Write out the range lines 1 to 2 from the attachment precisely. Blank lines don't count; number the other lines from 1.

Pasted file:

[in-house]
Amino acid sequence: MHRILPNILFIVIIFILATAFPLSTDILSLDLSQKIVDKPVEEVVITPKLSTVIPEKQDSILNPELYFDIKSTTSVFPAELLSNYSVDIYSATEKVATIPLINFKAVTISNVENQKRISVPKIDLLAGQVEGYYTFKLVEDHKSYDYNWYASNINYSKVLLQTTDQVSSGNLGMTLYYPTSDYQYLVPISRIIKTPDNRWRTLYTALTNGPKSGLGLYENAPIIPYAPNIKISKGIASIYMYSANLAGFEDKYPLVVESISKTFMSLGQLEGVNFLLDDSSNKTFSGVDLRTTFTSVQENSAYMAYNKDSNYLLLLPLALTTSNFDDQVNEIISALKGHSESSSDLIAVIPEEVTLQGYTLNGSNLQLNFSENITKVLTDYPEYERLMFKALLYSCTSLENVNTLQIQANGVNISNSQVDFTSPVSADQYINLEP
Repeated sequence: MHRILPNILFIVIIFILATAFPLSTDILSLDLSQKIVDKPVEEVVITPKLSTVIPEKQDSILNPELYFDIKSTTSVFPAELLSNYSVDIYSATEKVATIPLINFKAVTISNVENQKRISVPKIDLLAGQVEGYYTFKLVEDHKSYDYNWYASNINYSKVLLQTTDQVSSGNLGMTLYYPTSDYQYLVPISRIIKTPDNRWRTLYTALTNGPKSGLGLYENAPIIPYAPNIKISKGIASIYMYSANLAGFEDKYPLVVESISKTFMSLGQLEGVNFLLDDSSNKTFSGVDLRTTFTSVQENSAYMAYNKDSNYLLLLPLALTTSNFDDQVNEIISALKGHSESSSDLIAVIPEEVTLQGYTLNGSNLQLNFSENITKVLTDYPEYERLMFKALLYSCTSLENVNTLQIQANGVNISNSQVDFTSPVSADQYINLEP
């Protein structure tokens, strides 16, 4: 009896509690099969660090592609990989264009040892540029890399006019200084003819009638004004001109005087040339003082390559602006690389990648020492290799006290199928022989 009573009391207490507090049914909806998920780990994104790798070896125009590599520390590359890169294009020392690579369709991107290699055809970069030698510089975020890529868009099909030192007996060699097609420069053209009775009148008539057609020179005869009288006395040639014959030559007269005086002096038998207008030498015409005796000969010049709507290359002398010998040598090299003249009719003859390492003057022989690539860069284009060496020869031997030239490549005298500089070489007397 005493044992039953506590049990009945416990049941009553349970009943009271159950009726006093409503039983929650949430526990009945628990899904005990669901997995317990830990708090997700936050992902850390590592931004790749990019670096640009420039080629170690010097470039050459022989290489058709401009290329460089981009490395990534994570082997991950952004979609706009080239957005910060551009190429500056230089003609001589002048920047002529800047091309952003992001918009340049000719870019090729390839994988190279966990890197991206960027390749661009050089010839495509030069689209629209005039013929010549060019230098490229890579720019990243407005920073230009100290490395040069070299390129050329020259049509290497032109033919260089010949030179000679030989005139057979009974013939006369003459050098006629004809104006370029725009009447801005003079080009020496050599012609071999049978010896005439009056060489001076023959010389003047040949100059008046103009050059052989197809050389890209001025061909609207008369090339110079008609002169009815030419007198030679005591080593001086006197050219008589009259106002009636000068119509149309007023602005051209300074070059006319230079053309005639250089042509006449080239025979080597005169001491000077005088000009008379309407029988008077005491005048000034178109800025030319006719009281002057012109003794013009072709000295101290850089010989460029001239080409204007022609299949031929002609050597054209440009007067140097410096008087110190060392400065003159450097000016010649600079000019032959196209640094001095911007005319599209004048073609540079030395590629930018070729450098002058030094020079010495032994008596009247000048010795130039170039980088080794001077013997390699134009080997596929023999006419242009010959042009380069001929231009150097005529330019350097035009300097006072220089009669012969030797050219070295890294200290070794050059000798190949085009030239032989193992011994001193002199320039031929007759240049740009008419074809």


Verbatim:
[in-house]
Amino acid sequence: MHRILPNILFIVIIFILATAFPLSTDILSLDLSQKIVDKPVEEVVITPKLSTVIPEKQDSILNPELYFDIKSTTSVFPAELLSNYSVDIYSATEKVATIPLINFKAVTISNVENQKRISVPKIDLLAGQVEGYYTFKLVEDHKSYDYNWYASNINYSKVLLQTTDQVSSGNLGMTLYYPTSDYQYLVPISRIIKTPDNRWRTLYTALTNGPKSGLGLYENAPIIPYAPNIKISKGIASIYMYSANLAGFEDKYPLVVESISKTFMSLGQLEGVNFLLDDSSNKTFSGVDLRTTFTSVQENSAYMAYNKDSNYLLLLPLALTTSNFDDQVNEIISALKGHSESSSDLIAVIPEEVTLQGYTLNGSNLQLNFSENITKVLTDYPEYERLMFKALLYSCTSLENVNTLQIQANGVNISNSQVDFTSPVSADQYINLEP